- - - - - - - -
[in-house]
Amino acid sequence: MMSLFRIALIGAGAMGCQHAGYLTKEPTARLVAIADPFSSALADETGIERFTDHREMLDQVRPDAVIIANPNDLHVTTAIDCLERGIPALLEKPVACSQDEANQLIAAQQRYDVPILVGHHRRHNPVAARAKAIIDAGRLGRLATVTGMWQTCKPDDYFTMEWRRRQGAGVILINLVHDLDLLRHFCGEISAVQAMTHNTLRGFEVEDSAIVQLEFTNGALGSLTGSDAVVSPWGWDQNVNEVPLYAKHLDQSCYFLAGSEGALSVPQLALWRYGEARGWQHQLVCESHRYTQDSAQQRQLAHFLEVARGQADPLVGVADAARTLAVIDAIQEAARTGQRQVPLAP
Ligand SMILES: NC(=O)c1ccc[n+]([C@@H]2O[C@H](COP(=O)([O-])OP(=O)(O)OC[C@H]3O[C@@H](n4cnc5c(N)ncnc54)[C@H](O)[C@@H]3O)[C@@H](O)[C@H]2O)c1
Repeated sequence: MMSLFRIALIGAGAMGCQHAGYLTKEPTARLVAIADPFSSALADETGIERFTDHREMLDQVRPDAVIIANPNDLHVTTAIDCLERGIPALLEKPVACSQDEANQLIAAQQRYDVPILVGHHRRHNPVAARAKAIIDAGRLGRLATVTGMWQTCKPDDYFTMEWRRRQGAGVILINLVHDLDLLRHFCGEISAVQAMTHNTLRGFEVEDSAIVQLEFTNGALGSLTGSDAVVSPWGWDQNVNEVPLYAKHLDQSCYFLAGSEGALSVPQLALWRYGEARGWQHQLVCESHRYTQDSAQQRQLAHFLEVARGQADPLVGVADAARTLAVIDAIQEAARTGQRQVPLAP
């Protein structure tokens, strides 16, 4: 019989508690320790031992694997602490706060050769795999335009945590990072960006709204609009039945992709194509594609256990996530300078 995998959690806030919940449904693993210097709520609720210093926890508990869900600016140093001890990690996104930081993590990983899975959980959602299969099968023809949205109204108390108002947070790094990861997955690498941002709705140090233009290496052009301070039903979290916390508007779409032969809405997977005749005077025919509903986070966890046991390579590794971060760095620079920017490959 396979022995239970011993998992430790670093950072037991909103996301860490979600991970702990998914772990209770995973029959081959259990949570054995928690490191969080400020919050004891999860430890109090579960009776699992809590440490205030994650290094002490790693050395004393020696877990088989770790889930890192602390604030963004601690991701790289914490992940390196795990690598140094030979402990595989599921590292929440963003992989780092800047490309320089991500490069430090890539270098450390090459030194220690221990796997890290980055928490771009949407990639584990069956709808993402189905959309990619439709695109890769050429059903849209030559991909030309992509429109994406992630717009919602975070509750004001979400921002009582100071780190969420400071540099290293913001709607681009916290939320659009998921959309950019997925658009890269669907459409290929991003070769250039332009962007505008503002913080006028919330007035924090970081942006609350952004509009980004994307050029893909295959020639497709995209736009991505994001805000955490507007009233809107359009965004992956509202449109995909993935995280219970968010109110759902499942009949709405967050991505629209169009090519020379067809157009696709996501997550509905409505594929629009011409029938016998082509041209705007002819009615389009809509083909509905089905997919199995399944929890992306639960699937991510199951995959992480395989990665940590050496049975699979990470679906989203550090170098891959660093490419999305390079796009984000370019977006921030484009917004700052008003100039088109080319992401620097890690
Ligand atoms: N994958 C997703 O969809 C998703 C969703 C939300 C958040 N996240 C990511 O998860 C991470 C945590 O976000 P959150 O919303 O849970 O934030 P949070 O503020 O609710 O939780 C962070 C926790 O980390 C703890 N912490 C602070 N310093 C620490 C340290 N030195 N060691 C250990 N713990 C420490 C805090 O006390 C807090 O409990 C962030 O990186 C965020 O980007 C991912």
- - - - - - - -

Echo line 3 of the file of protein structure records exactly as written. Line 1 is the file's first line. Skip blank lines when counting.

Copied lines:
Ligand SMILES: NC(=O)c1ccc[n+]([C@@H]2O[C@H](COP(=O)([O-])OP(=O)(O)OC[C@H]3O[C@@H](n4cnc5c(N)ncnc54)[C@H](O)[C@@H]3O)[C@@H](O)[C@H]2O)c1